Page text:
#5 REST days and Recovery: Injuries occur especially in those that don’t take a break and allow their body to rest and build back up. Take your rest days seriously. All the adaptations to training occur through your fueling, during rest and sleep. One way to make sure you are recovering is consuming the right foods. Consuming carbohydrates during long endurance exercise (cycling, running for hours) is essentially to keeping the body and mind from breaking down. Protein is required to repair muscle damage that can occur during exercise and protein is required for muscle growth after resistance training. So making sure you eat adequate amounts of calories, protein, carbs, and fat to fuel your workouts is going to not only help you improve performance but also avoid injury. Hydration is key for every fitness enthusiast but especially people who do endurance exercise. Our body is made primarily of water, and water helps carry nutrients, electrolytes and virtually every other substance in your body to your muscles and organs. As you exercise, your heart rate increases so your muscles can get a quick supply of blood and oxygen. But if you don’t drink enough water, this process becomes less efficient. The result can be muscle pain, spasms, cramps, slowed muscle growth and injury.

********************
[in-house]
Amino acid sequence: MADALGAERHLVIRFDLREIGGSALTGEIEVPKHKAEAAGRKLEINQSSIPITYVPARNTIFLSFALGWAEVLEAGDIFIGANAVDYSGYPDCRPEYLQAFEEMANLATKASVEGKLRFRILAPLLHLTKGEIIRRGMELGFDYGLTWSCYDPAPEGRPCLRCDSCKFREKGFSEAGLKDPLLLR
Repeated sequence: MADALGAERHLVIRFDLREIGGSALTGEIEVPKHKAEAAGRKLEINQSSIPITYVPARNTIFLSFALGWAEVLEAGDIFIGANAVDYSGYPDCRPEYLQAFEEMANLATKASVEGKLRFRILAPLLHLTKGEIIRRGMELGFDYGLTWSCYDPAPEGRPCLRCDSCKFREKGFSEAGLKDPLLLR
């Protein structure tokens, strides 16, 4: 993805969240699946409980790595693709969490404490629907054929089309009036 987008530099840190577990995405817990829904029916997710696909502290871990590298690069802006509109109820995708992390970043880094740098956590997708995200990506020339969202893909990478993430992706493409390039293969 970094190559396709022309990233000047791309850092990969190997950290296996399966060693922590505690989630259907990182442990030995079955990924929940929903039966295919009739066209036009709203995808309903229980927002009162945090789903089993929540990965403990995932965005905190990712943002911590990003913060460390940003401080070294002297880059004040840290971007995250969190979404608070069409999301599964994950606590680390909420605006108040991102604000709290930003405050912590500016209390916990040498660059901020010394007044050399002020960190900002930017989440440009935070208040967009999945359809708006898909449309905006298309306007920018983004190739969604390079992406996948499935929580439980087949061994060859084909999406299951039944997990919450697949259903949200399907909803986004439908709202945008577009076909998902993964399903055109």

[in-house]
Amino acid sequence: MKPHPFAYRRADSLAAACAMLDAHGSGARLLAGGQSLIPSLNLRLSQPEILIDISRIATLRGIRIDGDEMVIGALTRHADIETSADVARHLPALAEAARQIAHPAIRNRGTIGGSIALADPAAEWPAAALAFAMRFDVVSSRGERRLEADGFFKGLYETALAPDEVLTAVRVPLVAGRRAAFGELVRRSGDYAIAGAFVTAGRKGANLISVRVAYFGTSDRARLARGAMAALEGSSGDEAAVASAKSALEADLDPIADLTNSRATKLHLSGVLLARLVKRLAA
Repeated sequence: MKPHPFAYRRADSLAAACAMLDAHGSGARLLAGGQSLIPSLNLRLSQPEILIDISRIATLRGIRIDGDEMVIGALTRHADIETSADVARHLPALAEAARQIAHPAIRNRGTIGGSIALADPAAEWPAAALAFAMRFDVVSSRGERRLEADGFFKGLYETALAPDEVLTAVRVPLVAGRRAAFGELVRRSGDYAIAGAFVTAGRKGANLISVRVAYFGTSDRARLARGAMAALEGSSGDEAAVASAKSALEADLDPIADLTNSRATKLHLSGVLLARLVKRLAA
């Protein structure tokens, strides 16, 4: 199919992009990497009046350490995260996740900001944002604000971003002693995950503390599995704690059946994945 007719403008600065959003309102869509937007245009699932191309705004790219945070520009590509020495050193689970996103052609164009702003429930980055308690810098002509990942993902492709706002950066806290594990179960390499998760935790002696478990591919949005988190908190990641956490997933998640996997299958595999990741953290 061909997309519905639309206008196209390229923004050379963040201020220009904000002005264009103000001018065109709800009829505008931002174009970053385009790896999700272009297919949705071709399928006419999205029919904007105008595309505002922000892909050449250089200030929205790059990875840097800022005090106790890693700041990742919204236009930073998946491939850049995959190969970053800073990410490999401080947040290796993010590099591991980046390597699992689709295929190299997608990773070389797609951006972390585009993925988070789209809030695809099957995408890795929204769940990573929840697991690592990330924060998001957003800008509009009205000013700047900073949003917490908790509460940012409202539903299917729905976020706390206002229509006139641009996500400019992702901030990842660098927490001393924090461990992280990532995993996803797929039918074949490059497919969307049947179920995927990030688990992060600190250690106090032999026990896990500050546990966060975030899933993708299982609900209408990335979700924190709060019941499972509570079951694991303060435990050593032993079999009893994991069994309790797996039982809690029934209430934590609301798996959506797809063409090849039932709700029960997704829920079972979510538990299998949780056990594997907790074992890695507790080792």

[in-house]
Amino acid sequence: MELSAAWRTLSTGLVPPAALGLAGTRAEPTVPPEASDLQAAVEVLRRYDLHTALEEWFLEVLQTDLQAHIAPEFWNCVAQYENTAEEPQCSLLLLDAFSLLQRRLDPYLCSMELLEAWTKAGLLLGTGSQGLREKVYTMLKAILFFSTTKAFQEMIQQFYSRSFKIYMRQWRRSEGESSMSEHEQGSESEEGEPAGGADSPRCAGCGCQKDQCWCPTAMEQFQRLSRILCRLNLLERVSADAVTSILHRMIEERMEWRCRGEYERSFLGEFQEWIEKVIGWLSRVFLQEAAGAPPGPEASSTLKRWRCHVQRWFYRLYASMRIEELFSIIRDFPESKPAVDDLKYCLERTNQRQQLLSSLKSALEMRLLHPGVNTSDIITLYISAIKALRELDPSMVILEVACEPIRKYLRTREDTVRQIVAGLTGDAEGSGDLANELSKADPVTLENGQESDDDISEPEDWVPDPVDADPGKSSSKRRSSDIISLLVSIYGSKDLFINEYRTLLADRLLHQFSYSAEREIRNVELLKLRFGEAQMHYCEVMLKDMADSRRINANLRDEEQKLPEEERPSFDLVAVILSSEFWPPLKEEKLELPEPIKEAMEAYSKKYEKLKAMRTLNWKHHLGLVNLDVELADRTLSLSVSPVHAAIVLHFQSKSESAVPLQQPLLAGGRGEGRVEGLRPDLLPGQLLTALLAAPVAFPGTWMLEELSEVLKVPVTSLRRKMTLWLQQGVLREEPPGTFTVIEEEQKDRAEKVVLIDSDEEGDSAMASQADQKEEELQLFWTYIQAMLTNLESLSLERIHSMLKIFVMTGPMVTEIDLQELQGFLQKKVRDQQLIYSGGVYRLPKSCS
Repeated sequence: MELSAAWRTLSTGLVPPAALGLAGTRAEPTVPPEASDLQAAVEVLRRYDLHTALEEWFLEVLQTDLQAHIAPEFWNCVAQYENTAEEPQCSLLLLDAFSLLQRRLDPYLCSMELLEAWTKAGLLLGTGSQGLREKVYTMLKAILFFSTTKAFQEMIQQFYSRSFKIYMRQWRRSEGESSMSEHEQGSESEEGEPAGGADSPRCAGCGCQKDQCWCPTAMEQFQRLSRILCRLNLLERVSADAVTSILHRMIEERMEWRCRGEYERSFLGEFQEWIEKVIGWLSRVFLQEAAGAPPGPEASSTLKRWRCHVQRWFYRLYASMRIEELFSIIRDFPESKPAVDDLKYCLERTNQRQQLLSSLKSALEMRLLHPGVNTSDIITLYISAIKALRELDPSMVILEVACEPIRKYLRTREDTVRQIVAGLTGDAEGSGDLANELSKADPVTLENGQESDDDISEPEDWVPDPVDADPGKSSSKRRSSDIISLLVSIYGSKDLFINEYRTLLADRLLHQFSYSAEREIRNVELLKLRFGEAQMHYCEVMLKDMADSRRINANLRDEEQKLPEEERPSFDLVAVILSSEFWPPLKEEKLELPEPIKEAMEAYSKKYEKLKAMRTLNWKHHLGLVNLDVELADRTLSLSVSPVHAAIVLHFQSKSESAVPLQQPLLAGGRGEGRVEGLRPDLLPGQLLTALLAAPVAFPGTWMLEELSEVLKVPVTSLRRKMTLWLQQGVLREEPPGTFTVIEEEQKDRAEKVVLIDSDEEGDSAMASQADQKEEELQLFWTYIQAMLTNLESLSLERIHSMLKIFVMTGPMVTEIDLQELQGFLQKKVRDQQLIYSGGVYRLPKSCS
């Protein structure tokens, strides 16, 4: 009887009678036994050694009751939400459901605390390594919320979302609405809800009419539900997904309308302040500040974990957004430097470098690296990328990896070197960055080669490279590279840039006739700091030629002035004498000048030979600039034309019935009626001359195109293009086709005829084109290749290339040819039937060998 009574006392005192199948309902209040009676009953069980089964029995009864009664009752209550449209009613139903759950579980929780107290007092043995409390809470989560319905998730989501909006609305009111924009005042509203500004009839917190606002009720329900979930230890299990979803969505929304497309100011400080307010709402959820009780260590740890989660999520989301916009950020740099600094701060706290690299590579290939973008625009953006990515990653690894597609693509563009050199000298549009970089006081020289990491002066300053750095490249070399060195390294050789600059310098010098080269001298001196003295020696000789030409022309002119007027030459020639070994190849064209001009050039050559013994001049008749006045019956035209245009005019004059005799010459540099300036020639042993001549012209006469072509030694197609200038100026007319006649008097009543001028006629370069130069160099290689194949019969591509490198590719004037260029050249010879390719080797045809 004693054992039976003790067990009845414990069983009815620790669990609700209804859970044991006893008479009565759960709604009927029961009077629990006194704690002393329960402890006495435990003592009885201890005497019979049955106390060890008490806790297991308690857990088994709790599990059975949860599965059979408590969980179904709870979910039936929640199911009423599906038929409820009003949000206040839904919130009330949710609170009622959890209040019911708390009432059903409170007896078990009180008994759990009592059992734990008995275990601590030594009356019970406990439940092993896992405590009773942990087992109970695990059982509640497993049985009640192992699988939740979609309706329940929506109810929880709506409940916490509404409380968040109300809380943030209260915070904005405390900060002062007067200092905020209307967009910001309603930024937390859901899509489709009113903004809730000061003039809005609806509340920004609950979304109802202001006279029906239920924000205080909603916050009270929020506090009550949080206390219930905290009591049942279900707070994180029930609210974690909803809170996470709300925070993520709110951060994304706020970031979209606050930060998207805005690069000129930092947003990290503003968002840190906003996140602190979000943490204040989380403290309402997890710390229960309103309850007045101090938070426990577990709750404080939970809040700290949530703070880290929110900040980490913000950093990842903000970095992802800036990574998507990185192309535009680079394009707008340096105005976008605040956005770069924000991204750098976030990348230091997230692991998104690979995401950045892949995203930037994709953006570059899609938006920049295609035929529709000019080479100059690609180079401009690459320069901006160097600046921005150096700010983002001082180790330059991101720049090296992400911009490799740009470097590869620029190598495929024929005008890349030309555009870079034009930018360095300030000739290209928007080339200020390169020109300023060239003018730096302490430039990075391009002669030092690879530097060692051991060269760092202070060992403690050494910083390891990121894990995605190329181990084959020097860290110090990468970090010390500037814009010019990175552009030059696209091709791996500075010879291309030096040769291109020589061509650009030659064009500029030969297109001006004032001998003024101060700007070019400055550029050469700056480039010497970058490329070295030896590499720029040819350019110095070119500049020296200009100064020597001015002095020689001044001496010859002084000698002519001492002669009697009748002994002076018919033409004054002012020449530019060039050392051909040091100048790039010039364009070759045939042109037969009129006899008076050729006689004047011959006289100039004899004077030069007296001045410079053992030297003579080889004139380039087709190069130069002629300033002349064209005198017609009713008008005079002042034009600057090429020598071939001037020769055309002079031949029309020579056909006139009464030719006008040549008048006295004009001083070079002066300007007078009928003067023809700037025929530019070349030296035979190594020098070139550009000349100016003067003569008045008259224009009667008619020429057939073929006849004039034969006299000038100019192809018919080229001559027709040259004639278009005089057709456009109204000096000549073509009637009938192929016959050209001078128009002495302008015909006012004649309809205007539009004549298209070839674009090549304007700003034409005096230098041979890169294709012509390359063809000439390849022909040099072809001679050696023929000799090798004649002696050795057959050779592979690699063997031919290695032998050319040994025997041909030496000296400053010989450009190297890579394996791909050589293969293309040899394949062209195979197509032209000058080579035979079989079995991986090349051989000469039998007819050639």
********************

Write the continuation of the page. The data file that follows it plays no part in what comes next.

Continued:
#6 Sleep: Sleep is the nourishment for repair and recovery. When it comes to taking care of your body and avoiding injury it’s not just exercising and eating right. Getting 7 to 9 hours of sleep each night to improve our bodies’ ability to grow and repair tissue damage is key. The reason sleep is so helpful during the recovery process comes down to growth hormones and blood flow. Growth hormones stimulate muscle growth, aid in cell reproduction, cell regeneration and regulation of your body’s metabolism to literally repair any damage your body has had throughout the day. When asleep, your energy consumption is lower because your body and brain is at rest. This means more energy can be used to restore your bones and muscles, both through an increase in growth hormone production, and by an increase in blood flow to the area in need. Get to bed by 10pm since 10pm-2am is prime time sleeping hours and avoid blue lights at least 30 minutes before bed.